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Supreme Court, Appellate Division, Third Department, New York.

Gladys M. LAGUEUX, Respondent, v. Allen L. HAYES, Appellant.

Decided: July 24, 1997

Before CARDONA, P.J., and MERCURE, WHITE, CASEY and CARPINELLO, JJ. Schur & McAuliffe (Ronald R. Schur, Jr., of counsel), Mayfield, for appellant. Richard T. Aulisi, Gloversville, for respondent.

Appeal from an order of the Supreme Court (Best, J.), entered July 18, 1996 in Montgomery County, which granted plaintiff's motion to set aside the verdict, and ordered a new trial on the issue of damages.

In October 1993, plaintiff was injured when defendant, her then live-in boyfriend, slammed her face into a wall, causing massive swelling, black and blue marks around the eyes, nose and mouth, and extreme pain.   X rays revealed crushing fractures of the left eye socket and sinus walls, which caused ruptured sinus cavities, and fractures of the right eye socket and other facial bones.   Plaintiff also sustained multiple displaced fractures resulting in the misalignment of her left and right cheek bones.   Her attending physician, an oral and maxillofacial surgeon, attested to the severity of her fractures and opined that the crushing nature of the left facial bone fracture was the most damaging.   It was necessary for the doctor to administer antibiotics and morphine for a week to lessen plaintiff's extreme pain and discomfort until the swelling subsided sufficiently to permit surgery.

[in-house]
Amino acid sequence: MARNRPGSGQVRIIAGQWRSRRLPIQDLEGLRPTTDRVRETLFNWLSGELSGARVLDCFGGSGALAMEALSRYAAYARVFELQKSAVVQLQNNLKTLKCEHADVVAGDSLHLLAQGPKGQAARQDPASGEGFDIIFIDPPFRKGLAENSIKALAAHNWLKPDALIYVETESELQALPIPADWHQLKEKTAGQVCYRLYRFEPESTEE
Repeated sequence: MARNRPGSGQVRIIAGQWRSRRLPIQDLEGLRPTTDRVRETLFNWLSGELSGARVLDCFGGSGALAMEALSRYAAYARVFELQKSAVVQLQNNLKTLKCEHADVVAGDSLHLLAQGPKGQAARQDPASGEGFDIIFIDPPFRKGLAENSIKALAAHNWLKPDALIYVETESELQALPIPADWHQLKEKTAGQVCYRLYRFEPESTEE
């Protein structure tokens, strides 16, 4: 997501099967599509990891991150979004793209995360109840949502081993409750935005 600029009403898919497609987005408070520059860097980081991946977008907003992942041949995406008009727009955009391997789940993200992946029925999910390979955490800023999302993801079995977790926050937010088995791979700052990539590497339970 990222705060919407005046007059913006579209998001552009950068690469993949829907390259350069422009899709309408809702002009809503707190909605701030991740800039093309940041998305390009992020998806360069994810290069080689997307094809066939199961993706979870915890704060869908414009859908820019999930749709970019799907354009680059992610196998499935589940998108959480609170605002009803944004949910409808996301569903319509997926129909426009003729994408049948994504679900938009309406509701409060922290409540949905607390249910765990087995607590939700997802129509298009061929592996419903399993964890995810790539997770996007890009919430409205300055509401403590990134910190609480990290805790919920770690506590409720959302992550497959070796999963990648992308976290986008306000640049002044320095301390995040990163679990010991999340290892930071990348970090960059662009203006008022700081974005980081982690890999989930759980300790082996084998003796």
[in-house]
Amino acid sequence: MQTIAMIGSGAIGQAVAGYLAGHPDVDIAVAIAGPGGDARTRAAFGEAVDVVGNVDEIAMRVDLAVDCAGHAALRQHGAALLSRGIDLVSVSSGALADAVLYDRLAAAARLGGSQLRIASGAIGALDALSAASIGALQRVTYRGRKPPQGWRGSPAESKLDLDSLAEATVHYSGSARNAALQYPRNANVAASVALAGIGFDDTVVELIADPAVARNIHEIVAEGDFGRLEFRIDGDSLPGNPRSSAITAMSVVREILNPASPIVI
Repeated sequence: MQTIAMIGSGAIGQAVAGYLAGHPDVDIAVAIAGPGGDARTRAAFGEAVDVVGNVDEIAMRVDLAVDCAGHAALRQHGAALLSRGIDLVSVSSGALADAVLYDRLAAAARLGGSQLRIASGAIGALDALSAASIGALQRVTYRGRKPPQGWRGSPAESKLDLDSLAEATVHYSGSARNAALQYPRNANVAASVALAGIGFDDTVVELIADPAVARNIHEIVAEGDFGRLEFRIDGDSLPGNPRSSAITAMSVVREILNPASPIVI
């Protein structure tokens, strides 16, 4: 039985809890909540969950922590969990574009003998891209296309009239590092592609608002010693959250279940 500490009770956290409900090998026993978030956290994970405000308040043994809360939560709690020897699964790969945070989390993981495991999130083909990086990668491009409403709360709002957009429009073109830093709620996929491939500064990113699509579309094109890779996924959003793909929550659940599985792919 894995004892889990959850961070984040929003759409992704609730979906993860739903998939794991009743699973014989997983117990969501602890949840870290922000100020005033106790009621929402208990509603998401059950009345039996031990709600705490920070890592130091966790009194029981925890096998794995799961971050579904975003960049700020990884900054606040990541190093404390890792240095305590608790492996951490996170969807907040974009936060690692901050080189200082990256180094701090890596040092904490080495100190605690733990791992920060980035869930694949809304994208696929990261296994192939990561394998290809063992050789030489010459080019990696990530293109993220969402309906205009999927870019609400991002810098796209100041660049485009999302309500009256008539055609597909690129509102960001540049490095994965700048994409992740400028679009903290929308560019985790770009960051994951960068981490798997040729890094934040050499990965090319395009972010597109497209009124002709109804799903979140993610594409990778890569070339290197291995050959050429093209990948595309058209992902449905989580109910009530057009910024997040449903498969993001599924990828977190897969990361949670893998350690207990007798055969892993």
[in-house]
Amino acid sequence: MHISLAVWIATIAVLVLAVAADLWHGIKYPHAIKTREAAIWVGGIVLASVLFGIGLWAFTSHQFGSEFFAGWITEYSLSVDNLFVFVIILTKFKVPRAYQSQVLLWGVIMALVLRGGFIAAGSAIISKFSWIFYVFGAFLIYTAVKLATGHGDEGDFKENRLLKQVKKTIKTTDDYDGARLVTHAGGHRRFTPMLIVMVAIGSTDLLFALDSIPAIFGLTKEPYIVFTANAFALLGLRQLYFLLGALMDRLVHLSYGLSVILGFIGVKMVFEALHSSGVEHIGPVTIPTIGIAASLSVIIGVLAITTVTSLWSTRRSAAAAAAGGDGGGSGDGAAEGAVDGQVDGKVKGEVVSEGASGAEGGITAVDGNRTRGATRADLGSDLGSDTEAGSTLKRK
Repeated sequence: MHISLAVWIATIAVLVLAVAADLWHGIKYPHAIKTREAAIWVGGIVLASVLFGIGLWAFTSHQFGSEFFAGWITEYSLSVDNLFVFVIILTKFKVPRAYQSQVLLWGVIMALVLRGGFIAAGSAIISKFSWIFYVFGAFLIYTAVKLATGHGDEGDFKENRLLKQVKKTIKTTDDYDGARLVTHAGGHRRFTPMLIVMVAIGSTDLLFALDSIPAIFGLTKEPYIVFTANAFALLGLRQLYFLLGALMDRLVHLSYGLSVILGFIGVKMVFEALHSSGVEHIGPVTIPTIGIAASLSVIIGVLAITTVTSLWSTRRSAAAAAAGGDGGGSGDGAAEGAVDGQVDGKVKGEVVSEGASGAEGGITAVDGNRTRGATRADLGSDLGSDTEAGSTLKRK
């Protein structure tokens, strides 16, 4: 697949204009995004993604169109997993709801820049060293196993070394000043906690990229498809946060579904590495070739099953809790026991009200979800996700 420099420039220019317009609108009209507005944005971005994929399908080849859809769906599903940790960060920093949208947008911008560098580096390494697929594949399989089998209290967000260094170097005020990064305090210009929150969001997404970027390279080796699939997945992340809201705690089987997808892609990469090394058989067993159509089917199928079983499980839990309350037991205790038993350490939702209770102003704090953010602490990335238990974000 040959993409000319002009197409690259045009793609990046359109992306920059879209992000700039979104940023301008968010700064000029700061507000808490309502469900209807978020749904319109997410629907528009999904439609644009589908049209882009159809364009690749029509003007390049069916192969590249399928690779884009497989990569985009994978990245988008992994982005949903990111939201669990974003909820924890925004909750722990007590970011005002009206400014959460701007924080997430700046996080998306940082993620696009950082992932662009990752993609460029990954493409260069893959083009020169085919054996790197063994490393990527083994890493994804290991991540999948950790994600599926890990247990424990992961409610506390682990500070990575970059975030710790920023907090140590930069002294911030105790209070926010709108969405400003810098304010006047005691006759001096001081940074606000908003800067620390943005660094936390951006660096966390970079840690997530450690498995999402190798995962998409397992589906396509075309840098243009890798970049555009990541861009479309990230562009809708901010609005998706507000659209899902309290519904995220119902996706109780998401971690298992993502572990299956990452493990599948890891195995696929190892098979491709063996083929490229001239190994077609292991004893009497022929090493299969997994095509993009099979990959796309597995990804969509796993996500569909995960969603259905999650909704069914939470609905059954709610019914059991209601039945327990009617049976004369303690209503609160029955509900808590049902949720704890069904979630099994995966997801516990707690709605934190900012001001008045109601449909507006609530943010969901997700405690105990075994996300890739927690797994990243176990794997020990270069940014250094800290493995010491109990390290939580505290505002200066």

Ultimately, plaintiff underwent reconstructive facial surgery to reposition her facial bones.   Although her healing was uneventful, plaintiff continued to have persistent headaches, numbness in her left cheek and nose, and pain upon sneezing and coughing.   The six weeks of physical therapy that followed did little to lessen her pain and drastically curtailed plaintiff's daily activities.   Defendant produced no evidence to controvert the opinion, diagnosis and treatment of plaintiff's doctor, and defendant did not seriously dispute that the injuries were inflicted by him.

The jury awarded plaintiff a verdict of $25,000 for past pain and suffering, but no damages for future pain and suffering.   Supreme Court granted plaintiff's motion to set aside the jury verdict as against the weight of the evidence and inadequate, and ordered a new trial on the issue of damages.   Defendant appeals.   We affirm.

In our view, the verdict could not have been reached by the jury on any fair interpretation of the evidence (see, Lolik v. Big V Supermarkets, 86 N.Y.2d 744, 747, 631 N.Y.S.2d 122, 655 N.E.2d 163;  Burns v. Gooshaw, 225 A.D.2d 980, 981, 639 N.Y.S.2d 528).   In addition to the injuries previously mentioned, plaintiff stated that her head felt like an open wound and that she was unable to wear her dentures or eat solid food for a month after surgery.   She was unable to work for two years and she suffered and continues to suffer from untreatable facial pain and numbness, increased cold sensitivity, and pain while bending over and performing daily activities.   Plaintiff's treating physician confirmed that her complaints had an objective medical basis, caused by head trauma, and that her injuries were permanently disabling.   This opinion was not contradicted or altered in any way.   In these circumstances, Supreme Court properly exercised its discretion in setting aside the verdict and its order should, therefore, be affirmed (see, Beckwith v. Rute, 235 A.D.2d 892, 893-894, 653 N.Y.S.2d 172, 174;  Rakich v. Lawes, 186 A.D.2d 932, 934, 589 N.Y.S.2d 617).

ORDERED that the order is affirmed, with costs.

CASEY, Justice.


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